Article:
Intro on using LDAP with ActionApplications

OpenLDAP server software. Other LDAP servers should work, too, but the ActionApps have been tested with OpenLDAP only.

If you have already an OpenLDAP server running, you may skip the rest of this section.

Using LDAP, some thoughts about the LDAP database organization should be wasted. An LDAP database is an hierarchically structured system of objects, each member of one or more certain classes. Every object in your database has its place in the potentially global LDAP hierarchy. Each object has a unique name, the so called distinguished name, or short dn. The dn consists of the full "path" from the global LDAP name space to the object, similar to names in the domain name system.

In order to set up the LDAP server for ActionApps, you need to figure out some information you want to use:

Note: As with the database server, the OpenLDAP server does not necessarily need to be running on the same machine as the ActionApps.

Step by Step instruction for Installing OpenLDAP

The OpenLDAP server does not need to be on the same host as the ActionApps themselves are.

Check if you have already the OpenLDAP server installed:

% man slapd
No manual entry for slapd

If the manual page appears, it is very likely you have the OpenLDAP server on the machine. (This check is preferred over the rpm way because the OpenLDAP rpm exists only for a short time so far and many machines probably have it installed without the rpm.)

OpenLDAP is included in RedHat Linux 6.1; releases prior to 6.1 don't have it. It is possible to install the rpms on any 6.x RedHat Linux though.

If you don't have the OpenLDAP server installed, and if you don't have the rpm's, get the rpm's from a RedHat mirror site, for example from and and install them:

# rpm -Uv openldap-1.2.9-6.i386.rpm
# rpm -Uv openldap-devel-1.2.9-6.i386.rpm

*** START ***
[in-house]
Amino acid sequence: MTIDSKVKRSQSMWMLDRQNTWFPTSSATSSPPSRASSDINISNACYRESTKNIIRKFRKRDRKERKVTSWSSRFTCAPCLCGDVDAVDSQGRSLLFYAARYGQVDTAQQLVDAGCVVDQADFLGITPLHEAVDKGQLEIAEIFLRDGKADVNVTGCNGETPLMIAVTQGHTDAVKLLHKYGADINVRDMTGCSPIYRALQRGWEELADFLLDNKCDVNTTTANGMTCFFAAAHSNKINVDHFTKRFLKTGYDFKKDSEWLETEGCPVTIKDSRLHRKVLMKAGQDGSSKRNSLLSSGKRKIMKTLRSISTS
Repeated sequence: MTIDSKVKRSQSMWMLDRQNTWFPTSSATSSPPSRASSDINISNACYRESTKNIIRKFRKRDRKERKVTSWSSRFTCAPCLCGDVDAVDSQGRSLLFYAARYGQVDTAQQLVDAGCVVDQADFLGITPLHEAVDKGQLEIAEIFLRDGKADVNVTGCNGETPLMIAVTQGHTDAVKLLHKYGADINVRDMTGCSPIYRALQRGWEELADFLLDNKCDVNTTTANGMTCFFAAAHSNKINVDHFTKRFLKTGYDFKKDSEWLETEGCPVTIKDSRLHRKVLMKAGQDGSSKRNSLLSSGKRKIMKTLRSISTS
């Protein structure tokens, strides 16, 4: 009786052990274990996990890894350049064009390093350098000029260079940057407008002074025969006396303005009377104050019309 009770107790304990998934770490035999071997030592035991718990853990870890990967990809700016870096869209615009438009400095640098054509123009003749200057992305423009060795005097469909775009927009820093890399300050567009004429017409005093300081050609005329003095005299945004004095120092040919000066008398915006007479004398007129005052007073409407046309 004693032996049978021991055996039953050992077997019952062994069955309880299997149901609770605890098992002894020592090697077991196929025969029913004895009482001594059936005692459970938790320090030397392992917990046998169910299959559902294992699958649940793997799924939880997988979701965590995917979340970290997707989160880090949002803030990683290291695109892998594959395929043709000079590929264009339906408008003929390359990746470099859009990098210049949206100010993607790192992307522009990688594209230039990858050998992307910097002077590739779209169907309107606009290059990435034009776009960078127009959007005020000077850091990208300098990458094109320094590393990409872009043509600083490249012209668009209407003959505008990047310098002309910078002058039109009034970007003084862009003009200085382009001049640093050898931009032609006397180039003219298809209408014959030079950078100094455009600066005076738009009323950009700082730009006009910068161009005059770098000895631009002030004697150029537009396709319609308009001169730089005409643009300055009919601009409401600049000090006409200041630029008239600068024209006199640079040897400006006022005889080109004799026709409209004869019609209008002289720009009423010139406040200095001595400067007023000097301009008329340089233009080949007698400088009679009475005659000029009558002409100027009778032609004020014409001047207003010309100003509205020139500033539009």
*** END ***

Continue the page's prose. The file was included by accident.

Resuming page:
Setup: Configuration

If you didn't have an OpenLDAP server running, you will need to create the /etc/openldap/slapd.conf file - this is the server configuration file. Use the file doc/slapd.conf from the ActionApps distribution to create it. This file is well documented and contains hints about which spots need to be modified. The LDAP server will not work properly if you don't edit this file. You will need some basic data to fill in here; see at LDAP basic info for details.

The root dn password in this file can be trivial for now (leave it as it is, "password"), we will replace it shortly with a secure one. We refer to this password as the ldap root dn password.

Also you need to copy some other files from the ActionApps doc directory to the /etc/openldap/ directory and change the file mode of the main configuration file:

# chmod 600 /etc/openldap/slapd.conf
# cp slapd.apc.schema /etc/openldap/schema/

Edit the file /etc/openldap/ldap.conf. After installation, it only contains comments. Put in two lines containing your base dn and the host where the ldap server runs:

BASE    ou=AA
HOST    localhost

(This file is used by the programs that access a ldap server, not by the server itself. It only affects accessing programs on the machine where the programs run.)

Create the directory where the LDAP database will live (again, replace the domain name with the one your base dn was derived from):

# mkdir /var/lib/ldap/aa

Start the ldap server

Try to start the ldap server and check messages from the messages logfile (normally /var/log/messages):

# /etc/rc.d/init.d/ldap start
Starting ldap:                                             [  OK  ]
# tail /var/log/messages
Jul 17 11:01:28 ecn ldap: slapd startup succeeded